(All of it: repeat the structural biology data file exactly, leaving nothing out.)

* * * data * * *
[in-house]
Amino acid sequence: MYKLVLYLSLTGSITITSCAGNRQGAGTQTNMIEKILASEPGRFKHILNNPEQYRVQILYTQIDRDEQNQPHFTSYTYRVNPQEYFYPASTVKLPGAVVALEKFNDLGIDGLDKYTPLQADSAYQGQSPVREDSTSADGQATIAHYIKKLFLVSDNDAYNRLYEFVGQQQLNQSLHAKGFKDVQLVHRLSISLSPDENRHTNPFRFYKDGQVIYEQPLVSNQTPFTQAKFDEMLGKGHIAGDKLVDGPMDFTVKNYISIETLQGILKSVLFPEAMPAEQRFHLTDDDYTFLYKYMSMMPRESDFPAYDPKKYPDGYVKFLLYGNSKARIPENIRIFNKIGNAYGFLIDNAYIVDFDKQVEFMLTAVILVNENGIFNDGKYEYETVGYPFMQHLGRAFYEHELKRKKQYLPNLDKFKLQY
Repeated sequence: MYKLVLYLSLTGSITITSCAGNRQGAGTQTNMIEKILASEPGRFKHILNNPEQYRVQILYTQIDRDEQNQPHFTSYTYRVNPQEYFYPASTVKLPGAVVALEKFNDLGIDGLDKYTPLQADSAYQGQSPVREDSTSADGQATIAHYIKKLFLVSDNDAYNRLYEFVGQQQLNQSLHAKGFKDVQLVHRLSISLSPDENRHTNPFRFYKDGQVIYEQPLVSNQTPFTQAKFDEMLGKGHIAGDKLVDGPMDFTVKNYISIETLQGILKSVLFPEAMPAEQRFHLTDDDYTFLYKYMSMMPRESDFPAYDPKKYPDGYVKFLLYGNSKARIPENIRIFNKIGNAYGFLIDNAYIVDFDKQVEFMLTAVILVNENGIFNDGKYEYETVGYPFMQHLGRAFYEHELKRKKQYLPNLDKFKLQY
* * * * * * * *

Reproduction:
[in-house]
Amino acid sequence: MYKLVLYLSLTGSITITSCAGNRQGAGTQTNMIEKILASEPGRFKHILNNPEQYRVQILYTQIDRDEQNQPHFTSYTYRVNPQEYFYPASTVKLPGAVVALEKFNDLGIDGLDKYTPLQADSAYQGQSPVREDSTSADGQATIAHYIKKLFLVSDNDAYNRLYEFVGQQQLNQSLHAKGFKDVQLVHRLSISLSPDENRHTNPFRFYKDGQVIYEQPLVSNQTPFTQAKFDEMLGKGHIAGDKLVDGPMDFTVKNYISIETLQGILKSVLFPEAMPAEQRFHLTDDDYTFLYKYMSMMPRESDFPAYDPKKYPDGYVKFLLYGNSKARIPENIRIFNKIGNAYGFLIDNAYIVDFDKQVEFMLTAVILVNENGIFNDGKYEYETVGYPFMQHLGRAFYEHELKRKKQYLPNLDKFKLQY
Repeated sequence: MYKLVLYLSLTGSITITSCAGNRQGAGTQTNMIEKILASEPGRFKHILNNPEQYRVQILYTQIDRDEQNQPHFTSYTYRVNPQEYFYPASTVKLPGAVVALEKFNDLGIDGLDKYTPLQADSAYQGQSPVREDSTSADGQATIAHYIKKLFLVSDNDAYNRLYEFVGQQQLNQSLHAKGFKDVQLVHRLSISLSPDENRHTNPFRFYKDGQVIYEQPLVSNQTPFTQAKFDEMLGKGHIAGDKLVDGPMDFTVKNYISIETLQGILKSVLFPEAMPAEQRFHLTDDDYTFLYKYMSMMPRESDFPAYDPKKYPDGYVKFLLYGNSKARIPENIRIFNKIGNAYGFLIDNAYIVDFDKQVEFMLTAVILVNENGIFNDGKYEYETVGYPFMQHLGRAFYEHELKRKKQYLPNLDKFKLQY